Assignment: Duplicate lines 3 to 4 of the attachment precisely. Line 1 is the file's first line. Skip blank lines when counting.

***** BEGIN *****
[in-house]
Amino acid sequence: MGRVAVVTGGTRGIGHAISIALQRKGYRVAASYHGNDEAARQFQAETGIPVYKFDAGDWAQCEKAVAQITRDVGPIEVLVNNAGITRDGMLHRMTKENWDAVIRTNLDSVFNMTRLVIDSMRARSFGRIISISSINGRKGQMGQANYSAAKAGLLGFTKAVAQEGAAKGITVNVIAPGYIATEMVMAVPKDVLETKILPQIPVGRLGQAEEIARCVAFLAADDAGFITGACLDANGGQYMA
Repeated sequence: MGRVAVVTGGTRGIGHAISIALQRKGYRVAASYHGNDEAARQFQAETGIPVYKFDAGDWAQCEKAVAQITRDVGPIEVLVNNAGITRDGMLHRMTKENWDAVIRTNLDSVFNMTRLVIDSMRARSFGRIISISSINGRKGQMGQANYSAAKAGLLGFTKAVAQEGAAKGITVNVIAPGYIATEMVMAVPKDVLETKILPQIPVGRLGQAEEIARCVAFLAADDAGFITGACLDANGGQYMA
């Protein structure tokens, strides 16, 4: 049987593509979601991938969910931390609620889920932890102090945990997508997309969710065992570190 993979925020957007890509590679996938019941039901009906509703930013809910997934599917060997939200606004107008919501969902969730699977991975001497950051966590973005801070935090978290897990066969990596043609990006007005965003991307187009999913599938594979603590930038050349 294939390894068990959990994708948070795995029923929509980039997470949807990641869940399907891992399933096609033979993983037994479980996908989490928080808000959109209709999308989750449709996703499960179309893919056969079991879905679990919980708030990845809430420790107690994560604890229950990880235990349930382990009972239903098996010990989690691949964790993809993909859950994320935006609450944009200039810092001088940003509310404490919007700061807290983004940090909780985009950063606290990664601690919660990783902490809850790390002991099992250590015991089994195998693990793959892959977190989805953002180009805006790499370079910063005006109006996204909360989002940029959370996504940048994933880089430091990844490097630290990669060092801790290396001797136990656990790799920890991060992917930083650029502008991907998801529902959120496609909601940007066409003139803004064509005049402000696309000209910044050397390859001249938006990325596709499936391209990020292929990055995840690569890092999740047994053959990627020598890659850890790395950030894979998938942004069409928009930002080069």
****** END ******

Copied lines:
Repeated sequence: MGRVAVVTGGTRGIGHAISIALQRKGYRVAASYHGNDEAARQFQAETGIPVYKFDAGDWAQCEKAVAQITRDVGPIEVLVNNAGITRDGMLHRMTKENWDAVIRTNLDSVFNMTRLVIDSMRARSFGRIISISSINGRKGQMGQANYSAAKAGLLGFTKAVAQEGAAKGITVNVIAPGYIATEMVMAVPKDVLETKILPQIPVGRLGQAEEIARCVAFLAADDAGFITGACLDANGGQYMA
């Protein structure tokens, strides 16, 4: 049987593509979601991938969910931390609620889920932890102090945990997508997309969710065992570190 993979925020957007890509590679996938019941039901009906509703930013809910997934599917060997939200606004107008919501969902969730699977991975001497950051966590973005801070935090978290897990066969990596043609990006007005965003991307187009999913599938594979603590930038050349 294939390894068990959990994708948070795995029923929509980039997470949807990641869940399907891992399933096609033979993983037994479980996908989490928080808000959109209709999308989750449709996703499960179309893919056969079991879905679990919980708030990845809430420790107690994560604890229950990880235990349930382990009972239903098996010990989690691949964790993809993909859950994320935006609450944009200039810092001088940003509310404490919007700061807290983004940090909780985009950063606290990664601690919660990783902490809850790390002991099992250590015991089994195998693990793959892959977190989805953002180009805006790499370079910063005006109006996204909360989002940029959370996504940048994933880089430091990844490097630290990669060092801790290396001797136990656990790799920890991060992917930083650029502008991907998801529902959120496609909601940007066409003139803004064509005049402000696309000209910044050397390859001249938006990325596709499936391209990020292929990055995840690569890092999740047994053959990627020598890659850890790395950030894979998938942004069409928009930002080069």